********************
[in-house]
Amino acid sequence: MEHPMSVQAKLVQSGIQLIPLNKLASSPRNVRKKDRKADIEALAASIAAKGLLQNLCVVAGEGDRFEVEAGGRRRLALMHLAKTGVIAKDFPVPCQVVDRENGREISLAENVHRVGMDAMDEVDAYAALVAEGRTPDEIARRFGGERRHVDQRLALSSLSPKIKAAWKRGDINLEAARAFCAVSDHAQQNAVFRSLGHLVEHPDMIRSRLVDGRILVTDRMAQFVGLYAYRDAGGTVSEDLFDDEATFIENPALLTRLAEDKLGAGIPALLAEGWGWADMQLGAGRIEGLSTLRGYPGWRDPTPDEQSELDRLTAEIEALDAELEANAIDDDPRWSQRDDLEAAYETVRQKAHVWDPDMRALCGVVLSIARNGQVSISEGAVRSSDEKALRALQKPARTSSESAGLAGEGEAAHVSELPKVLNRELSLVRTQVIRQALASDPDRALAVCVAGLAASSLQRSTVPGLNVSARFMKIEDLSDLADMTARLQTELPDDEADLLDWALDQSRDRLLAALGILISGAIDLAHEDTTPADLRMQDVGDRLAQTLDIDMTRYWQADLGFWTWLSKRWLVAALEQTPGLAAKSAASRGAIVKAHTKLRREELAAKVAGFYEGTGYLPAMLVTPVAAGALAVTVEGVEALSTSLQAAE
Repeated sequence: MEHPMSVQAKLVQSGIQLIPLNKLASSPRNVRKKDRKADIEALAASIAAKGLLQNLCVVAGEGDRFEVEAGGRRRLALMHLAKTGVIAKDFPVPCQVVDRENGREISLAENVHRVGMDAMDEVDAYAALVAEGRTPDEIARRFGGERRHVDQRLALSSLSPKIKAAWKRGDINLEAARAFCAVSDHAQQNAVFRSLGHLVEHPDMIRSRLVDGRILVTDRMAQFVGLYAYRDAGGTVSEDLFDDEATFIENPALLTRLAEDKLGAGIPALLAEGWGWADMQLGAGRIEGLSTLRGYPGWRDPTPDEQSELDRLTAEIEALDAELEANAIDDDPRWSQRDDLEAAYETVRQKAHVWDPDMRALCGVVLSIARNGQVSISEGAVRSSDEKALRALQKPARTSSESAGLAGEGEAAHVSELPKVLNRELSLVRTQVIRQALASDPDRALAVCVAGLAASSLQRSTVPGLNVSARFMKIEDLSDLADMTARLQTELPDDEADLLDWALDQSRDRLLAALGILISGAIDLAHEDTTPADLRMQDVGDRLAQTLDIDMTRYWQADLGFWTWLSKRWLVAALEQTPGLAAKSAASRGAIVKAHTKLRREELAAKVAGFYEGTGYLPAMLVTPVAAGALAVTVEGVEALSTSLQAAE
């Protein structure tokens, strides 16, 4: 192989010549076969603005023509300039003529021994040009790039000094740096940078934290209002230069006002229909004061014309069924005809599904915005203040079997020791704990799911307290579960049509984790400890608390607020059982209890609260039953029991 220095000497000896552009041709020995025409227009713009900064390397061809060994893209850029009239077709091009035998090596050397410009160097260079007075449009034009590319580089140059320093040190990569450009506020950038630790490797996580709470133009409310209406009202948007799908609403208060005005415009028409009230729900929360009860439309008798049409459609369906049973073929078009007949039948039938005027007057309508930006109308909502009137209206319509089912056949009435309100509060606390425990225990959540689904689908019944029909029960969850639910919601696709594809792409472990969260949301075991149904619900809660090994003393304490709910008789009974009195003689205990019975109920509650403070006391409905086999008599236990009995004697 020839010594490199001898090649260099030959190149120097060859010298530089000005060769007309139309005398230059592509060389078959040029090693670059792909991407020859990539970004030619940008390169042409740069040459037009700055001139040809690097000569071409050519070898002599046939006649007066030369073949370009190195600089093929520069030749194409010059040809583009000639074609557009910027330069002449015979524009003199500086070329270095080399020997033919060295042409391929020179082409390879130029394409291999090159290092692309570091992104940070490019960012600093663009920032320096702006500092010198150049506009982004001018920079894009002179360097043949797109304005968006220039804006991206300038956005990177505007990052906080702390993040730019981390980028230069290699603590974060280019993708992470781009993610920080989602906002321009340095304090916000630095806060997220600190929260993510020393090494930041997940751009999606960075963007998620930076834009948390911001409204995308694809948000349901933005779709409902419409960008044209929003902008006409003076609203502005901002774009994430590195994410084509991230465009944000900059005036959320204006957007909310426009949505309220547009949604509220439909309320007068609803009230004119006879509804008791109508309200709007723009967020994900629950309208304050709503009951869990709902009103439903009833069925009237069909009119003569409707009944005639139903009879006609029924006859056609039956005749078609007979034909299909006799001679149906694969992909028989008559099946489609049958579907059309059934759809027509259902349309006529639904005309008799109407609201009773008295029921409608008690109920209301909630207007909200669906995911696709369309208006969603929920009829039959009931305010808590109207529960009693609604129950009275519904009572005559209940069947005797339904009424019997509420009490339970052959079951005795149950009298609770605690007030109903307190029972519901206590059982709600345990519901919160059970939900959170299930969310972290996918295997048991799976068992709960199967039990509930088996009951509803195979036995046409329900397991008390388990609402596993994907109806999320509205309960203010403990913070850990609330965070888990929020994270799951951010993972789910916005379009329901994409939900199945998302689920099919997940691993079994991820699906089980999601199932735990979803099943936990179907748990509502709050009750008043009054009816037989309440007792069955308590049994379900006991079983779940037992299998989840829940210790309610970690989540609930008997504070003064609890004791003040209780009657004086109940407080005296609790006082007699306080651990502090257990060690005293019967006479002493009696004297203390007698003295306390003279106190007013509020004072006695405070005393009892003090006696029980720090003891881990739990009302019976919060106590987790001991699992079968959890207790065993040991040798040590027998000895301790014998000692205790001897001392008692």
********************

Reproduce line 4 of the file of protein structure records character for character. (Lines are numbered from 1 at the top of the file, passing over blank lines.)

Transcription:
């Protein structure tokens, strides 16, 4: 192989010549076969603005023509300039003529021994040009790039000094740096940078934290209002230069006002229909004061014309069924005809599904915005203040079997020791704990799911307290579960049509984790400890608390607020059982209890609260039953029991 220095000497000896552009041709020995025409227009713009900064390397061809060994893209850029009239077709091009035998090596050397410009160097260079007075449009034009590319580089140059320093040190990569450009506020950038630790490797996580709470133009409310209406009202948007799908609403208060005005415009028409009230729900929360009860439309008798049409459609369906049973073929078009007949039948039938005027007057309508930006109308909502009137209206319509089912056949009435309100509060606390425990225990959540689904689908019944029909029960969850639910919601696709594809792409472990969260949301075991149904619900809660090994003393304490709910008789009974009195003689205990019975109920509650403070006391409905086999008599236990009995004697 020839010594490199001898090649260099030959190149120097060859010298530089000005060769007309139309005398230059592509060389078959040029090693670059792909991407020859990539970004030619940008390169042409740069040459037009700055001139040809690097000569071409050519070898002599046939006649007066030369073949370009190195600089093929520069030749194409010059040809583009000639074609557009910027330069002449015979524009003199500086070329270095080399020997033919060295042409391929020179082409390879130029394409291999090159290092692309570091992104940070490019960012600093663009920032320096702006500092010198150049506009982004001018920079894009002179360097043949797109304005968006220039804006991206300038956005990177505007990052906080702390993040730019981390980028230069290699603590974060280019993708992470781009993610920080989602906002321009340095304090916000630095806060997220600190929260993510020393090494930041997940751009999606960075963007998620930076834009948390911001409204995308694809948000349901933005779709409902419409960008044209929003902008006409003076609203502005901002774009994430590195994410084509991230465009944000900059005036959320204006957007909310426009949505309220547009949604509220439909309320007068609803009230004119006879509804008791109508309200709007723009967020994900629950309208304050709503009951869990709902009103439903009833069925009237069909009119003569409707009944005639139903009879006609029924006859056609039956005749078609007979034909299909006799001679149906694969992909028989008559099946489609049958579907059309059934759809027509259902349309006529639904005309008799109407609201009773008295029921409608008690109920209301909630207007909200669906995911696709369309208006969603929920009829039959009931305010808590109207529960009693609604129950009275519904009572005559209940069947005797339904009424019997509420009490339970052959079951005795149950009298609770605690007030109903307190029972519901206590059982709600345990519901919160059970939900959170299930969310972290996918295997048991799976068992709960199967039990509930088996009951509803195979036995046409329900397991008390388990609402596993994907109806999320509205309960203010403990913070850990609330965070888990929020994270799951951010993972789910916005379009329901994409939900199945998302689920099919997940691993079994991820699906089980999601199932735990979803099943936990179907748990509502709050009750008043009054009816037989309440007792069955308590049994379900006991079983779940037992299998989840829940210790309610970690989540609930008997504070003064609890004791003040209780009657004086109940407080005296609790006082007699306080651990502090257990060690005293019967006479002493009696004297203390007698003295306390003279106190007013509020004072006695405070005393009892003090006696029980720090003891881990739990009302019976919060106590987790001991699992079968959890207790065993040991040798040590027998000895301790014998000692205790001897001392008692």